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980Belfast blog: Bansky art, writing stuff, celebrating life

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  • Jon Kennedy
    Jan 22, 2014
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      Click here to read online with graphics

      The following is the text only from today's blog.


      Today's Scripture: . . . "Every one who acknowledges me before men, I also will acknowledge before my Father who is in heaven; but whoever denies me before men, I also will deny him before my Father who is in heaven. He who loves father or mother more than me is not worthy of me; and he who loves son or daughter more than me is not worthy of me; and he who does not take his cross and follow me is not worthy of me. . . . And every one who has left houses or brothers or sisters or father or mother or children or lands, for my name's sake, will receive a hundredfold, and inherit eternal life. But many that are first will be last, and the last first."
      — From the Gospel of St. Matthew, chapter 10,
      from today's Orthodox lectionary readings.
      See the homiletical thought below.

      Today's diary
      Today's weather is a cross between Monday's and Tuesday's, partly sunny, partly drizzly. I got to Townsend Presbyterian when the drizzle was holding back, and though it was gray, the photo ops were excellent. So without additional delay, here's a refresher view of Monday's picture of the portion of the "peace wall" bearing the name of an artist of some reknown, "Bansky."

      Next is a view of the whole "peace wall" as it is seen adjacent to Townsend Presbyterian from the "nationalist" side, a wide view created out of three shots I took today and stitched together as an auto-awesome panorama by Google+...

      And finally, a closer look at the mural. Does it look to you like a genuine Bansky (the samples linked from Goodle images may or may not, in some instances, be "genuine")? But I looked at enough of them to venture my opinion that this is by the artist.

      The mural shows Townsend Street during a street festival, some time before the troubles, generally dated from the 1970s, and the church is depicted in the upper left corner, and a small portion of the actual building is shown above the wall. The row houses on the right in the mural no longer exist, having been torn down to build a motorway (freeway, in California; expressway in Pennsylvania). That motorway is where these houses' backyards had been, in a machine-made "canyon" dug below the surface skirting Belfast's downtown. The land occupied by the actual former houses are now a carpark (parking lot). The church building was built in the first half of the 1800's and remains much the same in appearance. The rest of Townsend Street on the "loyalist" side of the wall has no remaining streetside buildings, only vacant unused land. «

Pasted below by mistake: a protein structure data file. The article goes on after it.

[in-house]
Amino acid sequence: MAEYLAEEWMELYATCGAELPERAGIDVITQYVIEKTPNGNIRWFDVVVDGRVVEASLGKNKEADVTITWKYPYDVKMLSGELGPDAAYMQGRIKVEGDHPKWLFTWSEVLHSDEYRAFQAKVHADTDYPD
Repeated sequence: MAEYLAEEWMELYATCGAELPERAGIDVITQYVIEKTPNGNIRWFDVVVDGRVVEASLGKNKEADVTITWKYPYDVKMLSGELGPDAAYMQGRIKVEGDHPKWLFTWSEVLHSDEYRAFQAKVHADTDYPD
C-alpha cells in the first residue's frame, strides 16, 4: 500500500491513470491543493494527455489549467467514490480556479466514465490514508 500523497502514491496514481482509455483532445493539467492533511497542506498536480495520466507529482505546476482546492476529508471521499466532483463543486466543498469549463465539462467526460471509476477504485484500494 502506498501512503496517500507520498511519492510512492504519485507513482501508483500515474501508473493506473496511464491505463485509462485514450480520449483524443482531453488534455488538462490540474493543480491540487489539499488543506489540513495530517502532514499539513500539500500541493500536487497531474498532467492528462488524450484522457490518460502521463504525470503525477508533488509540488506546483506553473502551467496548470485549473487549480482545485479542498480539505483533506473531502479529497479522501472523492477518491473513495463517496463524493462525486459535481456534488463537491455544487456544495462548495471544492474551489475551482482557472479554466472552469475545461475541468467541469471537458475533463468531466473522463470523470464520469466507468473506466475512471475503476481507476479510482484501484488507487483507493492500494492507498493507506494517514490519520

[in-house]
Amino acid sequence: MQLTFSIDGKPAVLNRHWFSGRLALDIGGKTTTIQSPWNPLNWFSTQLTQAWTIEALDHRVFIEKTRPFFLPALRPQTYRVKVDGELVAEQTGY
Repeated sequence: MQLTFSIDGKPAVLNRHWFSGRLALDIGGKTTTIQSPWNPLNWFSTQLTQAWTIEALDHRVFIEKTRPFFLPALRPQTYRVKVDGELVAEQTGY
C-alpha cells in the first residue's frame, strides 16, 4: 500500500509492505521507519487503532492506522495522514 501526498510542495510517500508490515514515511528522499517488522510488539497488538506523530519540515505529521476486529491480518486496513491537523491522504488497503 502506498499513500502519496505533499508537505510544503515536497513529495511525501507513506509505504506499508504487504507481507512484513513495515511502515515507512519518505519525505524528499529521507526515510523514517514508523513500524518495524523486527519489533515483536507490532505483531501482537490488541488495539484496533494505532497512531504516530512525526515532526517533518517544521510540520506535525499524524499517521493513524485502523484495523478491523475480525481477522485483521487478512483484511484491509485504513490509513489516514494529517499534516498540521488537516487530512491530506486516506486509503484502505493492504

Writing stuff
      Changing gears as a writer is tricky. I have been a diarist a few times in my life, especially in my late teens when I perceived that that period was a pivotal stage in my life at the transition into adulthood. I wrote every night almost without fail for several years while I was mainly occupied with producing my teen column for three weekly papers and spending evenings with my buds. But suddenly, just before turning 20, I was offered the editor's job on the main paper in the group. Writing many short news stories as my main occupation every day, I now found it no longer possible to write diary entries in the evening. It seemed that by the time I got to bedtime, I was "written out" for the day.